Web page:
The Benefits of Mediation

April 2, 2014


Mediation provides the parties in a family law matter the opportunity to resolve their outstanding issues in a confidential setting with a neutral mediator.  A successful mediation eliminates the need to go through a trial, saving the parties money and worry.

Mediation Basics

In D.C. Superior Court, mediation is mandatory through the Multi-Door Dispute Resolution Division.  The parties first perform an intake, and then have sessions with the mediator in an attempt to resolve some or all of the issues in the case.  This service is provided free of charge to cases in D.C. Superior Court.

Alternatively, in D.C., the judge can order Alternative Dispute Resolution (ADR) if both parties are represented by attorneys.  In ADR, the parties and their attorneys sit down with the facilitator and try to come to an agreement.  The cost of ADR is split equally between the parties.

In Virginia, if the case is a divorce case in Circuit Court, the court may refer the parties to a free mediation orientation session.  After the orientation, the parties may choose from a list of Circuit Court mediators to continue the mediation.  The Circuit Court mediation is paid for by the parties.   If the case is a custody case in District Court, then the parties are eligible for free mediation.

Benefits of Mediation

There are many benefits to pursuing mediation in domestic relations cases.  First of all, mediation can save time and money.  Mediation can be scheduled according to the parties’ availability, and will save the parties the expense of going to trial.  During mediation, the parties communicate more informally and at their own pace.  If the case is scheduled for trial, the process could go on for months or even years.

Second, the mediator is a trained neutral party who has no interest in the outcome of the case.  The mediator is experienced in minimizing conflict, and finding creative solutions to the various issues.  Parties often find mediation a calm environment with the mediator taking everyone’s opinions into account.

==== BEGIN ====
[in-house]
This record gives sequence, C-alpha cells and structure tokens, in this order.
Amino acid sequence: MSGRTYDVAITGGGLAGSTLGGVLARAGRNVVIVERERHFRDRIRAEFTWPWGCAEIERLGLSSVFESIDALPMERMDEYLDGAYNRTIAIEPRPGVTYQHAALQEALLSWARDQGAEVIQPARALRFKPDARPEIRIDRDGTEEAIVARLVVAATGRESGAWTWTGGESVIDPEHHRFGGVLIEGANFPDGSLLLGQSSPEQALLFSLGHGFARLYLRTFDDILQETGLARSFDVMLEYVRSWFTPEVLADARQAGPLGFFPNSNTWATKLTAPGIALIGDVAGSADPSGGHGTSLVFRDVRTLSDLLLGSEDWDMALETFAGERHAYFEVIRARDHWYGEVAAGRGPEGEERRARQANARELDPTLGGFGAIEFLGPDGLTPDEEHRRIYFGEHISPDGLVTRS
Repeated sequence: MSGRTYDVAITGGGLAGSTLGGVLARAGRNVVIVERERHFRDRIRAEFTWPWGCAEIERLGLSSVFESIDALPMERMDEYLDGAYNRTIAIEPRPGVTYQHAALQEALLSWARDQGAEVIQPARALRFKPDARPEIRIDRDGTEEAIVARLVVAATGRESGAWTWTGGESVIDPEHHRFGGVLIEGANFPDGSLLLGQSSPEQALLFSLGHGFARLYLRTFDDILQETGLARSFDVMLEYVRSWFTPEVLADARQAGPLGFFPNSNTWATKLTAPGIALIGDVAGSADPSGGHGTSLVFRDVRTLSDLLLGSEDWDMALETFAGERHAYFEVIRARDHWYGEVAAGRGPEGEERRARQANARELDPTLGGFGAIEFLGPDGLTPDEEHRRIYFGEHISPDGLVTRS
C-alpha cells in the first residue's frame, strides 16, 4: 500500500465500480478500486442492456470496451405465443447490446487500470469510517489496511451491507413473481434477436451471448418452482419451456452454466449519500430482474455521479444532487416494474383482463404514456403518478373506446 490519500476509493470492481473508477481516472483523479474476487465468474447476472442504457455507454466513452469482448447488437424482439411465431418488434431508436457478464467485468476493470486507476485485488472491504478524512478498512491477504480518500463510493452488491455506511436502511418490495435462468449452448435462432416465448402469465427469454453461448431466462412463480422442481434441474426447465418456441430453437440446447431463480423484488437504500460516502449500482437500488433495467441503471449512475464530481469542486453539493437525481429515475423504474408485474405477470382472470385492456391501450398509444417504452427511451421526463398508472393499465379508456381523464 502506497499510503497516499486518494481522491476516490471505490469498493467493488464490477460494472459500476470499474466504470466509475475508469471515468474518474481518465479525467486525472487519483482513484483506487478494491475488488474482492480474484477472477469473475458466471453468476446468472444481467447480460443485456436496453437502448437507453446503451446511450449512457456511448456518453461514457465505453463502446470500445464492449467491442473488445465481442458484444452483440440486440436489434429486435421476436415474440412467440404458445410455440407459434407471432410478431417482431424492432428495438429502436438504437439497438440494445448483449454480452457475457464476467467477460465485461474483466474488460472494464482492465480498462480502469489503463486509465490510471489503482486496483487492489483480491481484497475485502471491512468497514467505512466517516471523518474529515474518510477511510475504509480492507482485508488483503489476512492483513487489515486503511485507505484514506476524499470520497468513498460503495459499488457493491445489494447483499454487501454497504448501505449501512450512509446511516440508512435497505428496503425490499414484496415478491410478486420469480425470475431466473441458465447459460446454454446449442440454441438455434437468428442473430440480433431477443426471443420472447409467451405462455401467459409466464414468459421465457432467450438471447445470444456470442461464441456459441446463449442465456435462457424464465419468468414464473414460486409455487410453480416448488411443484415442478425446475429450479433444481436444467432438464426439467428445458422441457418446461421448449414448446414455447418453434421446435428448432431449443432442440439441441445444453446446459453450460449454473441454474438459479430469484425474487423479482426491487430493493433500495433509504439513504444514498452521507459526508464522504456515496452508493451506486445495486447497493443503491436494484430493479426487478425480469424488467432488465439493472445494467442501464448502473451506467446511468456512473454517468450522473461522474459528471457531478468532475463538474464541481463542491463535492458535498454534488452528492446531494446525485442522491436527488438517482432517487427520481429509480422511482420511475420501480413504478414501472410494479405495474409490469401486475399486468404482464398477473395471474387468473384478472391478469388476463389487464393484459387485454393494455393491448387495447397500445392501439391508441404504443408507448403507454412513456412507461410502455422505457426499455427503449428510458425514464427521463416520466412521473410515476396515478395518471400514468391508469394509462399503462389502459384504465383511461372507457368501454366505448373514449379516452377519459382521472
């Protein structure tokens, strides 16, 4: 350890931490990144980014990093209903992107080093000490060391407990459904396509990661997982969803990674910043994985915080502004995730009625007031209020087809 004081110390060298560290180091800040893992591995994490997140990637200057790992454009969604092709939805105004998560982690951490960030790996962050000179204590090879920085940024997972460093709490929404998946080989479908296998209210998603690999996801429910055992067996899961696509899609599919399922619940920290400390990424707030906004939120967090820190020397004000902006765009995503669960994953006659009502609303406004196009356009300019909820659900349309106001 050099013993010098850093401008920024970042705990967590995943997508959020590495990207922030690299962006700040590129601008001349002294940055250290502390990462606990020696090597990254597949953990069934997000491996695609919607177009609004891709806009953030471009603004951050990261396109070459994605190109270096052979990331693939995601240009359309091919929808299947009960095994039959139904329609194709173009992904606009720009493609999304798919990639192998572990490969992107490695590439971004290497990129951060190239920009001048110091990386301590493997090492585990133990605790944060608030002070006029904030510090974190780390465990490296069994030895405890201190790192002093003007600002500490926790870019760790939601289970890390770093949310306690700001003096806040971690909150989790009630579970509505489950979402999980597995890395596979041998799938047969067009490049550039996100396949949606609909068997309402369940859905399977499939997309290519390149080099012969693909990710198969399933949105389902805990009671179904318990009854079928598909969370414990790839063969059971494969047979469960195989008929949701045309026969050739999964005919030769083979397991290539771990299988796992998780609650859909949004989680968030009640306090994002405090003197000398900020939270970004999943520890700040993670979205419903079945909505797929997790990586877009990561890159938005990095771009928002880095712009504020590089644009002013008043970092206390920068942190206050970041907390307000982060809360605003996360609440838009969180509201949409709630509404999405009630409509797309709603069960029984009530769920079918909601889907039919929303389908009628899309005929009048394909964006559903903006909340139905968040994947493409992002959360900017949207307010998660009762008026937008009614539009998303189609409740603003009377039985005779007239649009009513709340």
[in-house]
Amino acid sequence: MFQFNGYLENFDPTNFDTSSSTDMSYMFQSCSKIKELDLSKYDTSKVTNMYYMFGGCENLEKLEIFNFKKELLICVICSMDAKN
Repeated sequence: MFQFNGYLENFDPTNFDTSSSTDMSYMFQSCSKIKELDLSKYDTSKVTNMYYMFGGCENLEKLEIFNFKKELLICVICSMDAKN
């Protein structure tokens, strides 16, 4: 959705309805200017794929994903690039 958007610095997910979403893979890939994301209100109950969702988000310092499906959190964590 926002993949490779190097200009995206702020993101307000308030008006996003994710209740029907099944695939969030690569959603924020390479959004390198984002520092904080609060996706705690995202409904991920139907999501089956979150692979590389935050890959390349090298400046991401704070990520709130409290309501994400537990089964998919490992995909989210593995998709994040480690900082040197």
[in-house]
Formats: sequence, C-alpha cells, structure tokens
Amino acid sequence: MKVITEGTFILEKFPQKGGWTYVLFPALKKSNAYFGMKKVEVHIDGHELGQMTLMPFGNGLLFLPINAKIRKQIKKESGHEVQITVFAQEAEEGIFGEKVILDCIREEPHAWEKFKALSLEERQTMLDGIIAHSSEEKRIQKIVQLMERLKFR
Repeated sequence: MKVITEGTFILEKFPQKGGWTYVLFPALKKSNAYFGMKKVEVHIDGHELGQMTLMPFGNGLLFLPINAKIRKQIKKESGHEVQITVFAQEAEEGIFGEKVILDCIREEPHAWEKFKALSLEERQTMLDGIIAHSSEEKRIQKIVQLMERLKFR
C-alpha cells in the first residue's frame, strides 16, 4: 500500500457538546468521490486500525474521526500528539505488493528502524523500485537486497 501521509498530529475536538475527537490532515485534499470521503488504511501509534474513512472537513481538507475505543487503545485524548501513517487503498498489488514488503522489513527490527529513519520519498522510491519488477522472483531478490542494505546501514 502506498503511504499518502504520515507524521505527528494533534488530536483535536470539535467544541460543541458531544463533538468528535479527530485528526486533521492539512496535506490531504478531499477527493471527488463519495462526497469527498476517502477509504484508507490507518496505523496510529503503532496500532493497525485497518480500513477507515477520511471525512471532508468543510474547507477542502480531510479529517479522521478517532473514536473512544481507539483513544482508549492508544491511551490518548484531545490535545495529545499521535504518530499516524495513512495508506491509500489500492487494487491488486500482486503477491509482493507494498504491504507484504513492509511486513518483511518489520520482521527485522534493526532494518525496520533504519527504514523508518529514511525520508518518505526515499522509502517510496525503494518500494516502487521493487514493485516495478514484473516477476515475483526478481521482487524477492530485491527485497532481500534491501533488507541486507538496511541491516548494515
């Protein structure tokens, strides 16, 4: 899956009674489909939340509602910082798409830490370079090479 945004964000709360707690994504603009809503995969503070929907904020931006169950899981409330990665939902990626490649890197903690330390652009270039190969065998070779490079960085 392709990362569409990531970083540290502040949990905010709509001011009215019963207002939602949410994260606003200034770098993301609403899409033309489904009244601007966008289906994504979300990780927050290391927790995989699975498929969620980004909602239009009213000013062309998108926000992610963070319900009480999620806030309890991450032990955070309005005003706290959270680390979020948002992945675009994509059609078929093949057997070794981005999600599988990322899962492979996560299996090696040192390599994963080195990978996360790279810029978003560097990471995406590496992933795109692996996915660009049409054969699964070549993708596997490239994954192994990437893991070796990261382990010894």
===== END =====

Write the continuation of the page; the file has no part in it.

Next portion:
Third, mediation is a confidential process that takes place in an office.  Parties do not have to go through numerous court hearings, airing their history in front of strangers in the court room.  In the court room, there is no privacy.  In mediation, any notes taken by the mediator or facilitator are discarded, and personal details do not become part of the public record.

Fourth, mediation allows the parties to have control over the resolution.  At mediation, parties can have a discussion and input about how to resolve the case.  In a trial, the Judge decides all of the issues.  The parties know the circumstances better than anyone else, and have the ability to come up with the best resolution for their family.  The Judge is a stranger who doesn’t know your family, but is making major decisions for your family.

Mediation is a great tool to utilize if you have a family law case in the District of Columbia or Virginia.  Khadilkar Law can assist you in resolving your case in a way that makes the most sense for your family.

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